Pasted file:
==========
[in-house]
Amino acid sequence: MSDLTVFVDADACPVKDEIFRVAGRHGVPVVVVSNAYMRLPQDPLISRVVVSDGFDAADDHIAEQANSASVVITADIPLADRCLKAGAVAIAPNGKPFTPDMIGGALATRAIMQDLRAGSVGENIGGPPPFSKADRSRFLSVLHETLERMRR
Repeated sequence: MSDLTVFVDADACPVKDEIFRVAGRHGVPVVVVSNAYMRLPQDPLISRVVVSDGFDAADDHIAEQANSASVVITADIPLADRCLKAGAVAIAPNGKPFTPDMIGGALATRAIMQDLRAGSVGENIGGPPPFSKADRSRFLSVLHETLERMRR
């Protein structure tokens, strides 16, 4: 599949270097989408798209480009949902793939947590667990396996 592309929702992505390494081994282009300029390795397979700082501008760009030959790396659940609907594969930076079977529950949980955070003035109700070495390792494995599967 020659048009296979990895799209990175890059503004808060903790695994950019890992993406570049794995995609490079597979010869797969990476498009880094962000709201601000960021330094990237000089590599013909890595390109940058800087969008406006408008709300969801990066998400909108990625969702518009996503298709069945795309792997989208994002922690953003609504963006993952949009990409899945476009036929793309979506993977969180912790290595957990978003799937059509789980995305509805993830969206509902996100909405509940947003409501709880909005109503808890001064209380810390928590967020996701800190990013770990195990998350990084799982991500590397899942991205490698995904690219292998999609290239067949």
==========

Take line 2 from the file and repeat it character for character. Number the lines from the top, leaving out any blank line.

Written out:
Amino acid sequence: MSDLTVFVDADACPVKDEIFRVAGRHGVPVVVVSNAYMRLPQDPLISRVVVSDGFDAADDHIAEQANSASVVITADIPLADRCLKAGAVAIAPNGKPFTPDMIGGALATRAIMQDLRAGSVGENIGGPPPFSKADRSRFLSVLHETLERMRR